Big fail on the race v. sexual orientation comparison. In fact, the public perception is that race and sexual orientation ARE immutable characteristics but even that is not the basis for the claims of similarity in law. Both blacks and gays are similarly situated for having a history of social and legal mistreatment, for a personal characteristic that is unchanging, OR THAT HAS TO INHERENT NEED TO CHANGE, even if race or sexual orientation could be changed. Many blacks can successfully pass as white, but they certainly aren’t expected to.

    Three isn’t the charm for you. Diversity is a concept that embraces (especially) personal and social differences on a basis that at least tries to avoid a caste system of valuing some characteristics above others, to the detriment of the devalued characteristics. When a blond man marries a blond woman, he isn’t shunning redheads. There is no breech of diversity. Your fake version of “personal diversity” would require that a black catholic woman marry a white protestant man, in order to have “diversity.” Personal preferences need not be diverse; social and legal institutions, however, must be, if we are to realize our very undiverse belief in equal legal and social treatment.

    I have no idea what gender complementarity means. I do understand sexual orientation and romantic attraction, though, and consider different-sex and same-sex couples, for the purposes of law and social institutions, deserving of equal treatment.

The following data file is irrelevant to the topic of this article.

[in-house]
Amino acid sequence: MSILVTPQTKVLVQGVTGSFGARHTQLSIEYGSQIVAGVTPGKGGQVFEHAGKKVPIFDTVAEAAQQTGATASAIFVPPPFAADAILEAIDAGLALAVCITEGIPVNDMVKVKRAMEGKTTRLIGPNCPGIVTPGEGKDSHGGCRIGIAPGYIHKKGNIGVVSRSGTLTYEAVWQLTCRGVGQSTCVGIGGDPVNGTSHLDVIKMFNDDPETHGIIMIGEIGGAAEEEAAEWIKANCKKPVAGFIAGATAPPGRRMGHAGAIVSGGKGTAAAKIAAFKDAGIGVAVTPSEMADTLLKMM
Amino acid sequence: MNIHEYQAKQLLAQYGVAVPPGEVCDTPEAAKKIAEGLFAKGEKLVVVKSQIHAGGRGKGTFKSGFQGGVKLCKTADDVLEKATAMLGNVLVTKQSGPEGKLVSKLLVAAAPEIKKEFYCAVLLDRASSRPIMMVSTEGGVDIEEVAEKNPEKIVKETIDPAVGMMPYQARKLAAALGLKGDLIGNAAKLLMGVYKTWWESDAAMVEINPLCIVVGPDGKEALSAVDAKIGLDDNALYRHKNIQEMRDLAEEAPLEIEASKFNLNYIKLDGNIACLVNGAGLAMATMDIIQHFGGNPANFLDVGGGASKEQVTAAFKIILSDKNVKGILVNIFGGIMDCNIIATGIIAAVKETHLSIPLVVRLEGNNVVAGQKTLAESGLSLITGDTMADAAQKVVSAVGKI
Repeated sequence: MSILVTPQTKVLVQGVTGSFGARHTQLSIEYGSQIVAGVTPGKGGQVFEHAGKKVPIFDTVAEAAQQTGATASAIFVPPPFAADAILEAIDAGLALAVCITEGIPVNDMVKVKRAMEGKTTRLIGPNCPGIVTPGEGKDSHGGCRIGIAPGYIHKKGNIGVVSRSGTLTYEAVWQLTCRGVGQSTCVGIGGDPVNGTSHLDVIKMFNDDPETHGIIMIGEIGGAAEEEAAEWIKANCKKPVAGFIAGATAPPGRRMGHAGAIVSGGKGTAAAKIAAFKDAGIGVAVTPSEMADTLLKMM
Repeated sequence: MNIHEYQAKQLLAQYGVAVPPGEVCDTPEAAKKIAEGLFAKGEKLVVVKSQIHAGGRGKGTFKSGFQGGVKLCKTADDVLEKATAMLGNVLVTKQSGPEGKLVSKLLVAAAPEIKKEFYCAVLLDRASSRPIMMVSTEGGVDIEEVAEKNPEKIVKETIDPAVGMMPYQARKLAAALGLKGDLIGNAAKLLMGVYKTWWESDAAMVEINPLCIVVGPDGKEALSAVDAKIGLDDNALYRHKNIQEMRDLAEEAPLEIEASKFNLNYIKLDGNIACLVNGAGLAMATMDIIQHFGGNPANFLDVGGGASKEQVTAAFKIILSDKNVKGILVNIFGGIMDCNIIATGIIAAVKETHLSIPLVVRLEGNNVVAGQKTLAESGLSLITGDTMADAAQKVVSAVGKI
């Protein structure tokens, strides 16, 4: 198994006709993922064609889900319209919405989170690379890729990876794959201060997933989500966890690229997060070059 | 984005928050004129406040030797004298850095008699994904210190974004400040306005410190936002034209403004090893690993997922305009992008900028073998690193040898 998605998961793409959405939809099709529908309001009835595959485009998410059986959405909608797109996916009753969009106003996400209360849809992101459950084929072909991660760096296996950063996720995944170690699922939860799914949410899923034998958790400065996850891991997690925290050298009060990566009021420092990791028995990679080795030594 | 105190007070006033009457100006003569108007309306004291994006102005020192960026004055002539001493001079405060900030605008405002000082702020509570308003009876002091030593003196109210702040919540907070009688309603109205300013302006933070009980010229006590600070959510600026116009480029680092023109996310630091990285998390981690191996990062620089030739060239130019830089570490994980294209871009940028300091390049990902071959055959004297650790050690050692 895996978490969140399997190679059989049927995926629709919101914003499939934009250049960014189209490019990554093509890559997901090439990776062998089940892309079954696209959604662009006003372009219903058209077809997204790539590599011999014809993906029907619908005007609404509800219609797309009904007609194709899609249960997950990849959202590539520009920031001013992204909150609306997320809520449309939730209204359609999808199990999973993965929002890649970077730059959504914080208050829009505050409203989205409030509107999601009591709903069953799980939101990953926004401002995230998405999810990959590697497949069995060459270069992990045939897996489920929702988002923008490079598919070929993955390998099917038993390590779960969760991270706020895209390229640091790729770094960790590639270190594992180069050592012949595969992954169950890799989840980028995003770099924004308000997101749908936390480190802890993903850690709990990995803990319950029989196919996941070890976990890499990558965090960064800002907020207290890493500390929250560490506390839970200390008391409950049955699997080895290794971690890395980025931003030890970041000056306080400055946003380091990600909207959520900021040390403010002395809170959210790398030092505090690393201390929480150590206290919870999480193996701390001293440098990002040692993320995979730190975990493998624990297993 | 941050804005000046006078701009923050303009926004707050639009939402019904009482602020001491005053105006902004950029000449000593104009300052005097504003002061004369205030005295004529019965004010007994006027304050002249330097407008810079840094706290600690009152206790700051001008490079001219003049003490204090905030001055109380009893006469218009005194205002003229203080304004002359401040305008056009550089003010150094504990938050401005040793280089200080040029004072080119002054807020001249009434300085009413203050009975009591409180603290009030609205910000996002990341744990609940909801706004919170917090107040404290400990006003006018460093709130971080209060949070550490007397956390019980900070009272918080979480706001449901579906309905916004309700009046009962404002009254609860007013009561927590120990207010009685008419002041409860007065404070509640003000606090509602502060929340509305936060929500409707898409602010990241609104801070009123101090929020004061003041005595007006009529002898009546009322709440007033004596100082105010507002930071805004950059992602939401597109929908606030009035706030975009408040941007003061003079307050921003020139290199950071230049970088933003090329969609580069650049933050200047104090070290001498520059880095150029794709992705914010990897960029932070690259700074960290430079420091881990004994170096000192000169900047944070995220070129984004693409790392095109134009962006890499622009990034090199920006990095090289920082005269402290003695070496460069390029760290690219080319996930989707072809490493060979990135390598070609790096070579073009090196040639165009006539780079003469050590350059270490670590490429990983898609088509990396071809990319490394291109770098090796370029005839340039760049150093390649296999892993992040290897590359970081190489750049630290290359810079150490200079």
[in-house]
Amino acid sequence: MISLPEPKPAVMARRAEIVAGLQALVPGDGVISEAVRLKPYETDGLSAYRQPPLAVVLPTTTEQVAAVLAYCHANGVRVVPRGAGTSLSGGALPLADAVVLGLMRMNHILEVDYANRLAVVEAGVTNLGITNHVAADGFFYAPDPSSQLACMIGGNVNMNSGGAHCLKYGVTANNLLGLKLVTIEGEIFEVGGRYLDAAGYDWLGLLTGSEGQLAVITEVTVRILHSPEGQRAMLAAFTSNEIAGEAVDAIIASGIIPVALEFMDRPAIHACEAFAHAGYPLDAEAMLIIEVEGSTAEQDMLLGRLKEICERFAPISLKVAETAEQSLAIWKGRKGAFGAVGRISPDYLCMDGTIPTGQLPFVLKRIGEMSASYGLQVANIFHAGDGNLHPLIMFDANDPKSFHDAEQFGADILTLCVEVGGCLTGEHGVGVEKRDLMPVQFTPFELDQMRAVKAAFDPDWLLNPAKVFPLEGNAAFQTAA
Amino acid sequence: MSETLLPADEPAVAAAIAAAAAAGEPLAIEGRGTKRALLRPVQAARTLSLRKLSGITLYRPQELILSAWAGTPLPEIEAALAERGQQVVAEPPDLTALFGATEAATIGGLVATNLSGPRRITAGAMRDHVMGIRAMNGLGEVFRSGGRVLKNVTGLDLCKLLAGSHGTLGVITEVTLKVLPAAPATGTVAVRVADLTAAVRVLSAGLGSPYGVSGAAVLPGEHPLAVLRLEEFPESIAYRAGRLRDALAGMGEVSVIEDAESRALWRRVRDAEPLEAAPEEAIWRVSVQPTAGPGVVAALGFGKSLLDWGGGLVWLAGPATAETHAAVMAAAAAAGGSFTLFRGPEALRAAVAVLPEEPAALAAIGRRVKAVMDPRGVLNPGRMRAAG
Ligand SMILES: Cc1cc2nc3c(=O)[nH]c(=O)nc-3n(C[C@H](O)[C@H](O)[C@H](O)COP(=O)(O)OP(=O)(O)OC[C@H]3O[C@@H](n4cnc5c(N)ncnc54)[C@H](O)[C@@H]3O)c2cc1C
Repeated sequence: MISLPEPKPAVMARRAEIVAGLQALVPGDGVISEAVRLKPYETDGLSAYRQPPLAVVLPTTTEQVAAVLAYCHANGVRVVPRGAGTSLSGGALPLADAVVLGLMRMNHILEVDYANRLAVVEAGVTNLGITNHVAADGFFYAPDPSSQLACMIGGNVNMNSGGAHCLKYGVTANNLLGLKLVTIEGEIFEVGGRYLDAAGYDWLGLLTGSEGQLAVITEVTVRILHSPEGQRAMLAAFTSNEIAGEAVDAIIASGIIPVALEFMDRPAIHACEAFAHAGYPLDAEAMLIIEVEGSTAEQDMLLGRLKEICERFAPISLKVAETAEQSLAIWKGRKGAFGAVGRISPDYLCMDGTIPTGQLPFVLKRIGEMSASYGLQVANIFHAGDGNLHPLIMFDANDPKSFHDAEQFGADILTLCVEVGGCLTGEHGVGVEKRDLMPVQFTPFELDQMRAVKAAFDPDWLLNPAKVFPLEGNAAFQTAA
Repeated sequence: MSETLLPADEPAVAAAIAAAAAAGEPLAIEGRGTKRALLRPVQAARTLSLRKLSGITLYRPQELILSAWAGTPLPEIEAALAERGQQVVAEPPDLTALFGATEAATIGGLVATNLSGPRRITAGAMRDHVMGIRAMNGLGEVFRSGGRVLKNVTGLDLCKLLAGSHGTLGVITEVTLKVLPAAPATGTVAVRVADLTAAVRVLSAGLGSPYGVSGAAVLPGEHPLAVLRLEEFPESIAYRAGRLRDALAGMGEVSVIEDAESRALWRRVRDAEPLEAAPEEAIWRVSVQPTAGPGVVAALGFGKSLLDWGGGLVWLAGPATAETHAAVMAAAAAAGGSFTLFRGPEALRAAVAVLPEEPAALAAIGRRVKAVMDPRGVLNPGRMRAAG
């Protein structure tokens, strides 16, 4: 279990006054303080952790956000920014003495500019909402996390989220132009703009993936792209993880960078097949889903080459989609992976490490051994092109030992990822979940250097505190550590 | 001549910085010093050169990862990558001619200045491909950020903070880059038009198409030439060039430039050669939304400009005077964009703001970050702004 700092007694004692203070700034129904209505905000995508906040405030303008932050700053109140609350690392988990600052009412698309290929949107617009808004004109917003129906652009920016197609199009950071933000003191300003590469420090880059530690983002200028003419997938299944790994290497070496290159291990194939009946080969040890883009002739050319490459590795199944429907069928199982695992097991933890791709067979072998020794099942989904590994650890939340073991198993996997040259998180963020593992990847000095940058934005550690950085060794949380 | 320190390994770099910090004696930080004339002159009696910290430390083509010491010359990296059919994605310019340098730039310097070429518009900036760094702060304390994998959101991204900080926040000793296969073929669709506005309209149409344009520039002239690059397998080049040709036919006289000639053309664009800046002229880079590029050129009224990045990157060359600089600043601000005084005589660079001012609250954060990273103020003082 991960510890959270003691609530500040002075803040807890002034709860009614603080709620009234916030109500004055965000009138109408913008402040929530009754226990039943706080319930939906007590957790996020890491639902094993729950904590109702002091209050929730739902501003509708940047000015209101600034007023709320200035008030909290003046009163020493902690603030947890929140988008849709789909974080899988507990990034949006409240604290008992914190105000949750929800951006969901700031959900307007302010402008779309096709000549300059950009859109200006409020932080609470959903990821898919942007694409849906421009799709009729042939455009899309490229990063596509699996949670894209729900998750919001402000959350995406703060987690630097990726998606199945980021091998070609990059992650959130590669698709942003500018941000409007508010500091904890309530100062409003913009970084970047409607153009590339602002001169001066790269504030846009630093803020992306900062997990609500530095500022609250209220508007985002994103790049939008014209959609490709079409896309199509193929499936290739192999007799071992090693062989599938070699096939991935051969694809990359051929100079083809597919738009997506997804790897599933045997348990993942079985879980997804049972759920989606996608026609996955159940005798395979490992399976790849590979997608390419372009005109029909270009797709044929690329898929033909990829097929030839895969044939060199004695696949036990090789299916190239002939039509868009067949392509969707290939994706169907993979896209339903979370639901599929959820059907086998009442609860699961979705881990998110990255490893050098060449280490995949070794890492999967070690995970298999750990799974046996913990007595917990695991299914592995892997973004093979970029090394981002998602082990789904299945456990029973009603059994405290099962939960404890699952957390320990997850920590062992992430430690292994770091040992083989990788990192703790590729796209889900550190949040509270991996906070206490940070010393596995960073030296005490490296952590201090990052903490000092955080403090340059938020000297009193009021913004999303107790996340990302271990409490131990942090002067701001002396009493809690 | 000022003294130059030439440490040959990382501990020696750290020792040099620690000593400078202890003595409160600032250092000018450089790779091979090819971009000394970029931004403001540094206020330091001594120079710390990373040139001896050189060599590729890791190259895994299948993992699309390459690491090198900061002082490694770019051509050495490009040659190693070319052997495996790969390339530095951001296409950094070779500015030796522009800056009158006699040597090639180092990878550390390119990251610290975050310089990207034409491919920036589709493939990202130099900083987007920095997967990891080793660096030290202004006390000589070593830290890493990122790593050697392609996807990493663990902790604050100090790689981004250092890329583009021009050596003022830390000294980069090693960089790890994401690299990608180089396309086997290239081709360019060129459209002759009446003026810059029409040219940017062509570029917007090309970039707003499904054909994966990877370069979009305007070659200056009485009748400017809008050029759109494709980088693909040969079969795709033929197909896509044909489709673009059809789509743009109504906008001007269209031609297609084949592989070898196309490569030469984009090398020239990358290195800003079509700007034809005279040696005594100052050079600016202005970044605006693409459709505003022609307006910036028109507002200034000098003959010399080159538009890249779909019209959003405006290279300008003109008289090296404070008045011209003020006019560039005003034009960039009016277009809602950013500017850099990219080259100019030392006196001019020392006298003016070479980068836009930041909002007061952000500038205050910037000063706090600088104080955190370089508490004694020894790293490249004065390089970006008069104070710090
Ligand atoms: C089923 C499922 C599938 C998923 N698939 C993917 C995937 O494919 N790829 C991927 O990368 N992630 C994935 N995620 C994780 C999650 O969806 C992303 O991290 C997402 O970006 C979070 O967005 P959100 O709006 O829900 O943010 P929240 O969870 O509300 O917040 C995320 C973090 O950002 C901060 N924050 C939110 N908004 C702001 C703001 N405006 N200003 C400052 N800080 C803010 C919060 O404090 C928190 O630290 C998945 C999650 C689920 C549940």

4. Matt N says:

    From the summary: “The European Court of Justice, the European Court of Human Rights, the United Nations Human Rights Committee, the French Constitutional Court, the Italian Constitutional Court, the German Federal Constitutional Court, and the New Zealand Court of Appeal have all rejected the notion that same-sex marriage is a constitutional or human right.

    Wow, I honestly didn’t expect this to be mentioned in light of how:

    1. Sweet list, but it is recognized as a right by the governments of Canada, Argentina, South Africa, Spain, Portugal, Sweden, Norway, Denmark, Iceland, the Netherlands, and local jurisdictions throughout the US, Mexico, and Brazil. What does dropping either of these lists prove?

    2. You forgot a few! Not only are marriage rights but any sort of sexual act between people of the same genders or sexes are punishable by death under the laws of Iran, Saudi Arabia, Yemen, and Mauritania. You can’t fret about an imagined importation of sharia law with one hand and say we should accept foreign rulings on the rights of same-sex/same-gender couples (from other foreign sources) with the other.

    3. Unless it’s not accident that the only foreign rulings and decisions that are being given weight happen in countries with White, Christian majorities that reached the desired conclusion. (Who could have thought! Higher value assigned to and preferential treatment for White and Christian perspectives in the US?!)

    I’m just kind of amazed at how many different counterarguments there are for that argument.

  5. Jason Jackson says: